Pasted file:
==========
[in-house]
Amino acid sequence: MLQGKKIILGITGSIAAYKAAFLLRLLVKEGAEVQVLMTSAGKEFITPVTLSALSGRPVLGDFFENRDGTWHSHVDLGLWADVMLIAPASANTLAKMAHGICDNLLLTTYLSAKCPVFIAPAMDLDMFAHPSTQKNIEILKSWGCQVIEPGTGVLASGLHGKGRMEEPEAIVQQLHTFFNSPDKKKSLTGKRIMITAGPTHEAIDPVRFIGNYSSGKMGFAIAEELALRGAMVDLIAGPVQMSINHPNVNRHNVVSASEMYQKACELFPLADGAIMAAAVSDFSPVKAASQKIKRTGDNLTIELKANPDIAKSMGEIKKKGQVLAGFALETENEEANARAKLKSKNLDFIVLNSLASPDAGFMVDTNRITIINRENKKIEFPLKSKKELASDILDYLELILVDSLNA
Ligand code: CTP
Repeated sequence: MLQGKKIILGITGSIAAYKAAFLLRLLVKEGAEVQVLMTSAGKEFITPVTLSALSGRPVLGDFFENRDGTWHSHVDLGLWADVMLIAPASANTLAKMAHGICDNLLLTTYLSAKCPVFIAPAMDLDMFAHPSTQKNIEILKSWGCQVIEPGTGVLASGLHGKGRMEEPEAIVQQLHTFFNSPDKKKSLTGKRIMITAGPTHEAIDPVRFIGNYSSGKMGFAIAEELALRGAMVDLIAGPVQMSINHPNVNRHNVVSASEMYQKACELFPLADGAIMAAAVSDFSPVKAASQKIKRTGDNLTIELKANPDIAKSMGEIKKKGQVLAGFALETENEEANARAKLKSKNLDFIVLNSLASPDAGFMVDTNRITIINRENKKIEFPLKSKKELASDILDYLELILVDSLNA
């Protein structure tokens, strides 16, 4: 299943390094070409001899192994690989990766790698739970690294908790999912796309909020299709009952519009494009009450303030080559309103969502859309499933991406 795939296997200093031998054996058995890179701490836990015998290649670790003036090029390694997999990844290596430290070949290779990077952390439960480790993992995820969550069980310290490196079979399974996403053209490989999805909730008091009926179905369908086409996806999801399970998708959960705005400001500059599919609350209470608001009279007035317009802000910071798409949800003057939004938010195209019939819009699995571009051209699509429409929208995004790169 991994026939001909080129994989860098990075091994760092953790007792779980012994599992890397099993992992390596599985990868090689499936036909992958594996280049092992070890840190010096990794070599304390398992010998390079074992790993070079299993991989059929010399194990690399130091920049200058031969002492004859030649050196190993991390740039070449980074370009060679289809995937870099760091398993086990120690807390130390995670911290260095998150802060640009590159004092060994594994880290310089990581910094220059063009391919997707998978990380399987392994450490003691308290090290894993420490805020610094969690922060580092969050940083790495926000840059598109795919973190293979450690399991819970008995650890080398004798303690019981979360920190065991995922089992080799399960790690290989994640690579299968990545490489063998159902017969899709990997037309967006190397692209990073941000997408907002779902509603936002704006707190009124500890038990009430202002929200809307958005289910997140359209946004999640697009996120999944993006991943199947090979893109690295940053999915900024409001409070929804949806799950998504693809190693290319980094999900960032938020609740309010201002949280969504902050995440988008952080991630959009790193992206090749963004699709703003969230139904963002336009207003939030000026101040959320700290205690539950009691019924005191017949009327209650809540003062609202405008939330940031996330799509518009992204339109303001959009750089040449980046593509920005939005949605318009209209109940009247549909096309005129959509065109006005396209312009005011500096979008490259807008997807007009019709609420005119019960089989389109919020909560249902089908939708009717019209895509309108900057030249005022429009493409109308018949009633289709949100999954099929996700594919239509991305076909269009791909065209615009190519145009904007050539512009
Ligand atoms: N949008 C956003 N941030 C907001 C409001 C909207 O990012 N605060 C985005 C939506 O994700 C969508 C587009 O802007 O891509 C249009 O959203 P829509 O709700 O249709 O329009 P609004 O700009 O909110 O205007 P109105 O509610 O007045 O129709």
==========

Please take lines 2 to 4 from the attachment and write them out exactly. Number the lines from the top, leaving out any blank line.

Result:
Amino acid sequence: MLQGKKIILGITGSIAAYKAAFLLRLLVKEGAEVQVLMTSAGKEFITPVTLSALSGRPVLGDFFENRDGTWHSHVDLGLWADVMLIAPASANTLAKMAHGICDNLLLTTYLSAKCPVFIAPAMDLDMFAHPSTQKNIEILKSWGCQVIEPGTGVLASGLHGKGRMEEPEAIVQQLHTFFNSPDKKKSLTGKRIMITAGPTHEAIDPVRFIGNYSSGKMGFAIAEELALRGAMVDLIAGPVQMSINHPNVNRHNVVSASEMYQKACELFPLADGAIMAAAVSDFSPVKAASQKIKRTGDNLTIELKANPDIAKSMGEIKKKGQVLAGFALETENEEANARAKLKSKNLDFIVLNSLASPDAGFMVDTNRITIINRENKKIEFPLKSKKELASDILDYLELILVDSLNA
Ligand code: CTP
Repeated sequence: MLQGKKIILGITGSIAAYKAAFLLRLLVKEGAEVQVLMTSAGKEFITPVTLSALSGRPVLGDFFENRDGTWHSHVDLGLWADVMLIAPASANTLAKMAHGICDNLLLTTYLSAKCPVFIAPAMDLDMFAHPSTQKNIEILKSWGCQVIEPGTGVLASGLHGKGRMEEPEAIVQQLHTFFNSPDKKKSLTGKRIMITAGPTHEAIDPVRFIGNYSSGKMGFAIAEELALRGAMVDLIAGPVQMSINHPNVNRHNVVSASEMYQKACELFPLADGAIMAAAVSDFSPVKAASQKIKRTGDNLTIELKANPDIAKSMGEIKKKGQVLAGFALETENEEANARAKLKSKNLDFIVLNSLASPDAGFMVDTNRITIINRENKKIEFPLKSKKELASDILDYLELILVDSLNA